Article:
4 of 5 stars.
Old farm houses are a collection of creaky boards, misdirected drafts, and eerie casts of light and shadow. To be alone in said farmhouse as ceaseless hours of winter wind plays havoc on the shutters, screens, windows and doors is pure fodder for the imagination.
Henry braves a few days in the Ohio winter in his century-old farmhouse while Mero travels to China and back for work. His aloof cat, Turtle, and scaredy-dog, Bothwell, keep him poor company. But Henry’s bane is the dilapidated fir dropping needles, ornaments and tinsel as it fails to uphold its end of the holidays. He needs it to go.
About the time that he abandons the stripped tree by his shed amid the storm, the house shakes with noises and banging doors. The furnace inconveniently shuts down for a spell before groaning back on. The television pops off and on–possibly due to a cat on the remote–and room lights don’t stay in the on-off state Henry remembers leaving them in. Fir needles appear in places they shouldn’t even after the tree has been tossed . . .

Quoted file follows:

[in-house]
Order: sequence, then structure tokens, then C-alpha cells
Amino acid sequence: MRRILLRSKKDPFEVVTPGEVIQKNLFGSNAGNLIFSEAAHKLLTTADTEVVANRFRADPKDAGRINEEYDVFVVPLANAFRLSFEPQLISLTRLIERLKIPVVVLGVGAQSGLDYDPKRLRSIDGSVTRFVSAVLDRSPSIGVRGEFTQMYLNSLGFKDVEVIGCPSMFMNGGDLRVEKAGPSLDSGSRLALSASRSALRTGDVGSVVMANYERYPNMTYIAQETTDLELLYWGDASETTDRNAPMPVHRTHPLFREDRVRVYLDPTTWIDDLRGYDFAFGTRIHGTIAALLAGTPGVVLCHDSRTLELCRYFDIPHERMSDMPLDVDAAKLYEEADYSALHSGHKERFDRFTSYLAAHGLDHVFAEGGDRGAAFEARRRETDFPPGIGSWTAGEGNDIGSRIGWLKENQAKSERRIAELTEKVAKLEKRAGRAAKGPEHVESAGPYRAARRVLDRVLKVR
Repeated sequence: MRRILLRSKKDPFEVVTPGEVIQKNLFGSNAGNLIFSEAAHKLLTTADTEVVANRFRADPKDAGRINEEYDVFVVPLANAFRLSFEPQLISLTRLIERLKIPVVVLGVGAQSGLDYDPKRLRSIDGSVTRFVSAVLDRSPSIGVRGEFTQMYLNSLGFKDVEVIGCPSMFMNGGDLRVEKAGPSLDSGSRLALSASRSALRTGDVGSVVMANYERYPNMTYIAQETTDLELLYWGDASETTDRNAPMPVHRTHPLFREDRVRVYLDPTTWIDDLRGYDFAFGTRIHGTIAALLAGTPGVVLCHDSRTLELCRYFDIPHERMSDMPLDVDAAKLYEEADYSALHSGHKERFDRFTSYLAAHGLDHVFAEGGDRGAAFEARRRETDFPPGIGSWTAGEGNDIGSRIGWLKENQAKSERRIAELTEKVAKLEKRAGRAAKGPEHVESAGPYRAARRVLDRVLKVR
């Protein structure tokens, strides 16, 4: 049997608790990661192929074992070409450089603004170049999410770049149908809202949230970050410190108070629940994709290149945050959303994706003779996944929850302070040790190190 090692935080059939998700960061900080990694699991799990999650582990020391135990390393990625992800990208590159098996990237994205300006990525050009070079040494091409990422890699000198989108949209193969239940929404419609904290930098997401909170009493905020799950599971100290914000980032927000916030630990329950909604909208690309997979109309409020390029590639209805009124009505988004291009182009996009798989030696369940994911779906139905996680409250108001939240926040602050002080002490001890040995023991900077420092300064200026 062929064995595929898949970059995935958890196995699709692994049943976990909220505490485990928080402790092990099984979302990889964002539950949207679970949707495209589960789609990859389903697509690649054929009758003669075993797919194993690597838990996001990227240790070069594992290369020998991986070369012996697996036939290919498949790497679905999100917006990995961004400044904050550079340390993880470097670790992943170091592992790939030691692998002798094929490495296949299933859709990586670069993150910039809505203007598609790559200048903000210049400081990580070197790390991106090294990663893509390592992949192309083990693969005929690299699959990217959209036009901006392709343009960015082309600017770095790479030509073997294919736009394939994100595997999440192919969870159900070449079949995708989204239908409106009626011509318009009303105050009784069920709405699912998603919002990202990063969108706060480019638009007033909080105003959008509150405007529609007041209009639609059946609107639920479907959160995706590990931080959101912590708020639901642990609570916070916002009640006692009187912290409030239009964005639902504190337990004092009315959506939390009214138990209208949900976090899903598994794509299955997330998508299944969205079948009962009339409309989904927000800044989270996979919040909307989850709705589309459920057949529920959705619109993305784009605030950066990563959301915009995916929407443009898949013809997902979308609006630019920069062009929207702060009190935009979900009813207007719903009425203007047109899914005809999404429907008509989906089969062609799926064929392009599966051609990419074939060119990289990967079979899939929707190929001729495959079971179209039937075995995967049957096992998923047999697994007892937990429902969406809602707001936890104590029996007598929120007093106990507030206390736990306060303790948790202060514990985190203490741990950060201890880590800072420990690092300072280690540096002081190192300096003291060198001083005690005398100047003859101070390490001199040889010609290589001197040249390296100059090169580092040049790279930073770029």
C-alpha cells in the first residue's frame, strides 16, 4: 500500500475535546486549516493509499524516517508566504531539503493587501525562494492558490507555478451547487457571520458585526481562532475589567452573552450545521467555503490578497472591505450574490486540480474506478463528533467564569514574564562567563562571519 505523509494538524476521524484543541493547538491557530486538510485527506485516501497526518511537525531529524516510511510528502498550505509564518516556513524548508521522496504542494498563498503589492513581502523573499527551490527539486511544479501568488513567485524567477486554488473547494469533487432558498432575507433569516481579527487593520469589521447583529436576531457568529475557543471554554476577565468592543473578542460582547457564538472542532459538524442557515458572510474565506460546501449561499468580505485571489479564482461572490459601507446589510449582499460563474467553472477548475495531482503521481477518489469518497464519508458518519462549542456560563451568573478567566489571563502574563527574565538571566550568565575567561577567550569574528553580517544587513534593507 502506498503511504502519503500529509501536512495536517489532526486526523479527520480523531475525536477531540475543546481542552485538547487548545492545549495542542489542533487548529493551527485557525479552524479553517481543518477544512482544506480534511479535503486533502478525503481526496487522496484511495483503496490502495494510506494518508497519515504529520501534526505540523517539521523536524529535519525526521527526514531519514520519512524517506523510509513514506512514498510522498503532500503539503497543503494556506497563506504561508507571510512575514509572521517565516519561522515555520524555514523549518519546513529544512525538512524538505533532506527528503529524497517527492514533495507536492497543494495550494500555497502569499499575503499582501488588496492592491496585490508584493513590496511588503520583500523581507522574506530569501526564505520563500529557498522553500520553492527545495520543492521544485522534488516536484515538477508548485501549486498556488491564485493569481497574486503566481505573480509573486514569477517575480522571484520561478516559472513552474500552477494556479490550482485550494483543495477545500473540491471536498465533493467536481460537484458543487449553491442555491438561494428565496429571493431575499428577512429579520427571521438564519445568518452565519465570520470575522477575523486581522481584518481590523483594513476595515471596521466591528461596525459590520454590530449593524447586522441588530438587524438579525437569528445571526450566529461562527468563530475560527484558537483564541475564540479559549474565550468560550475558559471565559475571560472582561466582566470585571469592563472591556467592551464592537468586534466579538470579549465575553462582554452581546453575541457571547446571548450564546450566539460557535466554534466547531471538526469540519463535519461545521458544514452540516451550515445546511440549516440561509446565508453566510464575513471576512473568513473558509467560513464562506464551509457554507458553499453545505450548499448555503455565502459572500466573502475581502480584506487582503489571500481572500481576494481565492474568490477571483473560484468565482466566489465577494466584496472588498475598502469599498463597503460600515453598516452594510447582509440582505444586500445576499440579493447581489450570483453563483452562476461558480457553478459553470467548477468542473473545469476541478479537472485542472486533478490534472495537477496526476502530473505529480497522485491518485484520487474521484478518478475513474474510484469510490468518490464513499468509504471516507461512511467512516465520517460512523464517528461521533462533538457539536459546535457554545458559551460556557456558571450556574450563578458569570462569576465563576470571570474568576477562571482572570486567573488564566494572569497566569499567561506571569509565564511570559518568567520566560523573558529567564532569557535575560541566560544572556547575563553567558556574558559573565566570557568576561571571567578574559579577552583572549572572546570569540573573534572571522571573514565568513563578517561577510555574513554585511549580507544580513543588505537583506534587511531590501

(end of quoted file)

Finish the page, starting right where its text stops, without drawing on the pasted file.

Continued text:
The success of this slow, eerie horror is the plausible deniability of every circumstance and yet the recognition of the games one’s mind plays.
This tale appears in The Best Science Fiction and Fantasy of the Year, Volume 10 edited by Jonathan Strahan. I received this new anthology from Netgalley. I’ve previously read this author’s “After Moreau” and “The Last Triangle”.
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